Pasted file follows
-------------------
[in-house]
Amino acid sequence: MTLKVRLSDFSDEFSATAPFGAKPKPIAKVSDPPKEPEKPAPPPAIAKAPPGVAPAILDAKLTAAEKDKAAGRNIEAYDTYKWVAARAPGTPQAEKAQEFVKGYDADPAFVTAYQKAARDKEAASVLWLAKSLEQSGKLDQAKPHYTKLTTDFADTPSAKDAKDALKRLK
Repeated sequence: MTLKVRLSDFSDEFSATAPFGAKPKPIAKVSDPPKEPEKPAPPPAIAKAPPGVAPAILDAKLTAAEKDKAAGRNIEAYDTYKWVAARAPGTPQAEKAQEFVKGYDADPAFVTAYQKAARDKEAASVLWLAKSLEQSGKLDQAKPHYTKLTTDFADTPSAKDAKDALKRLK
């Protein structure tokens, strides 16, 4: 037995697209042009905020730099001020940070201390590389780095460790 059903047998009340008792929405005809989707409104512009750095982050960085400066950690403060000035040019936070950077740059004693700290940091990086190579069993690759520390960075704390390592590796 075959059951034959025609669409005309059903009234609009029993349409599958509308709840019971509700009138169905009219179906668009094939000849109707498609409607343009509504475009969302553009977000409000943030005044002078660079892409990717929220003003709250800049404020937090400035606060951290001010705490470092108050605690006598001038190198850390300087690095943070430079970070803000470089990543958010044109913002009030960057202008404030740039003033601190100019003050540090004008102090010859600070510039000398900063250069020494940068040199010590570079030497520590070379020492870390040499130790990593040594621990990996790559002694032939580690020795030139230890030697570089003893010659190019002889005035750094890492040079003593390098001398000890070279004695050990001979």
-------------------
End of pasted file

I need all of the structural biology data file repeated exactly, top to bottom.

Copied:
[in-house]
Amino acid sequence: MTLKVRLSDFSDEFSATAPFGAKPKPIAKVSDPPKEPEKPAPPPAIAKAPPGVAPAILDAKLTAAEKDKAAGRNIEAYDTYKWVAARAPGTPQAEKAQEFVKGYDADPAFVTAYQKAARDKEAASVLWLAKSLEQSGKLDQAKPHYTKLTTDFADTPSAKDAKDALKRLK
Repeated sequence: MTLKVRLSDFSDEFSATAPFGAKPKPIAKVSDPPKEPEKPAPPPAIAKAPPGVAPAILDAKLTAAEKDKAAGRNIEAYDTYKWVAARAPGTPQAEKAQEFVKGYDADPAFVTAYQKAARDKEAASVLWLAKSLEQSGKLDQAKPHYTKLTTDFADTPSAKDAKDALKRLK
């Protein structure tokens, strides 16, 4: 037995697209042009905020730099001020940070201390590389780095460790 059903047998009340008792929405005809989707409104512009750095982050960085400066950690403060000035040019936070950077740059004693700290940091990086190579069993690759520390960075704390390592590796 075959059951034959025609669409005309059903009234609009029993349409599958509308709840019971509700009138169905009219179906668009094939000849109707498609409607343009509504475009969302553009977000409000943030005044002078660079892409990717929220003003709250800049404020937090400035606060951290001010705490470092108050605690006598001038190198850390300087690095943070430079970070803000470089990543958010044109913002009030960057202008404030740039003033601190100019003050540090004008102090010859600070510039000398900063250069020494940068040199010590570079030497520590070379020492870390040499130790990593040594621990990996790559002694032939580690020795030139230890030697570089003893010659190019002889005035750094890492040079003593390098001398000890070279004695050990001979």